The Business of Resentment
“The intelligentsia in the media can decide what to emphasize, what to downplay and what to ignore entirely when it comes to race. These may be individual choices, rather than a conspiracy, but individual choices growing out of a common vision of the world can produce results all too similar to what is produced by centralized censorship or propaganda.” (Thomas Sowell, Intellectuals and Race, 2013)
The gross sides of boxing and life are on display in another boxing movie, The Great White Hype, which involves resentful characters and fragmentation. These characters look not at the heart, or image of God in Man, but towards skin colour and other fallen ways that belong to ‘the world’. This is how Rocky would look if Paulie were the hero of the story.
By comparing these two narratives, we can see how important it is to have a champion with heart. A true champion, outside the ring as well as inside, will unite people by virtue of their character and witness. Our measure is Christ. Many, like Stallone’s Rocky, have refracted his light in fiction and real life.
Without Christ at the centre and our participation in Him, we run into a series of divisive systems and narratives without honest heroism. Each antagonist only too happy to divide and conquer, by stewing in resentment and lesser games of blame. This anti-Christ gospel, according to the Paulie in us, is without redemption.
At this point, let me say that Paulie goes beyond resentment in the story and I am grateful that many of us do as well. He could be the hero of a good story, but not if he were to stew in his resentment. The same for all of us. The harsh point is that some refuse to move from here, and by calling them out we are fighting for them.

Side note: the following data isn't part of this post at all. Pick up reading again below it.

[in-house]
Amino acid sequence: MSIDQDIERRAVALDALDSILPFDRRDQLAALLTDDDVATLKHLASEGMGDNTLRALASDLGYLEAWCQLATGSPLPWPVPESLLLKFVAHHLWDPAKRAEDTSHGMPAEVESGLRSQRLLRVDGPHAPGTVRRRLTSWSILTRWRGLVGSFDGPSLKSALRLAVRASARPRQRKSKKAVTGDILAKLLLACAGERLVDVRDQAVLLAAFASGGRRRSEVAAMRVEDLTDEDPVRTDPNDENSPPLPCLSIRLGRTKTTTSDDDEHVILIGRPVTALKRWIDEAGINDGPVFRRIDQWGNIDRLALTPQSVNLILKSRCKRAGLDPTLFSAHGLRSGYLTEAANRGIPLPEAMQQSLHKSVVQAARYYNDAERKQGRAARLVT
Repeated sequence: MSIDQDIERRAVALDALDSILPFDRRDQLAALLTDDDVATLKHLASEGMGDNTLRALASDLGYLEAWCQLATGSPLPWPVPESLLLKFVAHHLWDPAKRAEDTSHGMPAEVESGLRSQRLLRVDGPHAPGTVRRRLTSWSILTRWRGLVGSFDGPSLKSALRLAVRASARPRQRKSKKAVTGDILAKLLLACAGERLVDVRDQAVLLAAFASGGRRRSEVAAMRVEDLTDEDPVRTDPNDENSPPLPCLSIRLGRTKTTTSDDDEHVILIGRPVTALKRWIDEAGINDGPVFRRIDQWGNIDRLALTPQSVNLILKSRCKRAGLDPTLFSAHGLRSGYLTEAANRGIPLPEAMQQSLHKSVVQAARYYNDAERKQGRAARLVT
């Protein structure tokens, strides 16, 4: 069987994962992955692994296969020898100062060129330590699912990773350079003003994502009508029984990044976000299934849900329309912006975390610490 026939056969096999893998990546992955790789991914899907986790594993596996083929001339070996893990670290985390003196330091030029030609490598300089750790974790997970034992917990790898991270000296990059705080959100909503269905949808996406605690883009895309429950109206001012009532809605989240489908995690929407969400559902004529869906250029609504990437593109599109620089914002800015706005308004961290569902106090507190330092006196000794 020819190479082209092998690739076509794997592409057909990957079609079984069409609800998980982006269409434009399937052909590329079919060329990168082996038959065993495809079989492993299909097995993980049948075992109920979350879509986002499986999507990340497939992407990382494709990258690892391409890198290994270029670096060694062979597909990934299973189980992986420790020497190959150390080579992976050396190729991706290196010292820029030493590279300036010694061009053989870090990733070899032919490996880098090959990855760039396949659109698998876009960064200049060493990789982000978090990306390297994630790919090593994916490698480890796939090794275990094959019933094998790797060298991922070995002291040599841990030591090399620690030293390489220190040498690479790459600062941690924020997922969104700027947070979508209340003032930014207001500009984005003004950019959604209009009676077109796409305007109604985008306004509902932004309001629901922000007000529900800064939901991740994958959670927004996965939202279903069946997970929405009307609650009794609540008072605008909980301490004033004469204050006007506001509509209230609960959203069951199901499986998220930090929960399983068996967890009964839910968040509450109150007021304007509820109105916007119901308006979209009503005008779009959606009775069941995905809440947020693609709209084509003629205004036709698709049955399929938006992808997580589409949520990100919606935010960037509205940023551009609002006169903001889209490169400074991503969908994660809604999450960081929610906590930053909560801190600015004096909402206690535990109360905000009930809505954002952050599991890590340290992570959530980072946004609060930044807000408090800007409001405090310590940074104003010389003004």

I bring ‘race’ to your mind here, because it has been made central to popular narratives of resentment. The theology of ‘Saint Paulie’ seeks to deconstruct our story verse, and reality itself, without tools for reconstructed heroism.
“As one of the consequences of the death of God, Friedrich Nietzsche foresaw that people could find themselves stuck in cycles of Christian theology with no way out. Specifically, that people would inherit the concepts of guilt, sin and shame but would be without the means of redemption which the Christian religion also offered.
Today we do seem to live in a world where actions can have consequences we could never have imagined, where guilt and shame are more at hand than ever, and where we have no means whatsoever of redemption. We do not know who could offer it, who could accept it, and whether it is a desirable quality compared to an endless cycle of fiery certainty and denunciation.’’ (Douglas Murray, The Madness of Crowds, 2019)
Alan Jacobs describes the redemption-less world of the new Paulie, the woke shadow-warrior who fights the wrong fight:
“Something even more deep-seated is at work when student protesters’ interpretations of events, and their proffered remedies for historical or current injustice, are challenged and the students reply, “You are denying my very identity.”
This response makes sense only within the mythical core, not the technological core. One cannot analytically pick apart a complex, integrated mythical framework and say, “I choose this but not that” without tearing holes in the web and leaving it dangling and useless. That is what instrumental reason always does to myth.’’ (Alan Jacobs, Wokeness and Myth on Campus, 2017)